Our research focuses on convivial contexts in Latin America and the Caribbean as examined through the history of their constitution and their interdependencies at local, regional, national and global levels. Convivial contexts are not necessarily spatially fixed. They may correspond to a neighbourhood, a municipality, a country or to global or transnational spaces of translocal or virtual nature. Analytically, the Merian Centre looks at convivial contexts from three interdependent dimensions:
Structures – Shaping Conviviality
The first dimension involves analysing, at a theoretical-analytical level as well as by researching an illustrative sample of convivial contexts, relevant structures which constitute and configure conviviality, including social structures, legal, political and institutional frameworks, but also physical spaces and “infrastructures” in which interactions take place. Urban spatial design and architecture, unequal access to natural resources and to protection against risks, control of territories, violence, legal frames and the specific configuration of knowledge infrastructures, for instance, all have immediate effects on modes of conviviality.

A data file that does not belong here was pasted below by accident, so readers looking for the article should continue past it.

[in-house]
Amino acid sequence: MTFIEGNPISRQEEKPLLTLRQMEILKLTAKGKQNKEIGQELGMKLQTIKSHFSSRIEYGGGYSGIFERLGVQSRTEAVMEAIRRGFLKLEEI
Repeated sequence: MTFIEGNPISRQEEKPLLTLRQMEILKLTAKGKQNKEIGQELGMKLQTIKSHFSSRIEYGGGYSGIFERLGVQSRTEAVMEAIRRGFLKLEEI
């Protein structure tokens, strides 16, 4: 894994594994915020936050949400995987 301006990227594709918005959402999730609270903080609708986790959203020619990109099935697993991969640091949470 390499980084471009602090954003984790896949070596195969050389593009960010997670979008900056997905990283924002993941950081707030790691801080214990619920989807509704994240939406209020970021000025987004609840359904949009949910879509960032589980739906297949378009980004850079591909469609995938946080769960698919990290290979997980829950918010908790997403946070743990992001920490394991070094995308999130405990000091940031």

Negotiations – Articulating Conviviality
The second dimension examines the processes of disputing, negotiating and regulating conviviality in diverse spheres including public space, political and legal arenas and everyday interactions as well as at different levels: local, national, international and also the entanglements between them. Thus, this dimension focuses on how societies dispute relevant issues such as symbolic belonging, political participation, distribution of resources and risks, rights for nationals, minorities, foreigners, etc. in forums as diverse as the media, political institutions, social movements, and academic conferences.
Representations – Imagining Conviviality
The third dimension studies the heterogeneous, often conflictive ways in which individuals and social groups represent conviviality in their respective social spaces. Imagining conviviality involves looking closely at discursive (mythical, cultural, literary and other narrations) and non-discursive expressions (iconicity, material culture, etc.) in order to understand reflections on and concepts of conviviality in specific historical and contemporary contexts. Researchers will also examine how different ways and practices of knowing constitute, ground and affect conviviality and how knowledge is produced, translated and transformed in and through convivial contexts. As such, the Centrewill also provide a space for reflections on how knowledge constitutes, and is constituted through, the interaction and interdependence of social actors with one another as well as with non-human entities, including artefacts, books, commodities, plants and animals.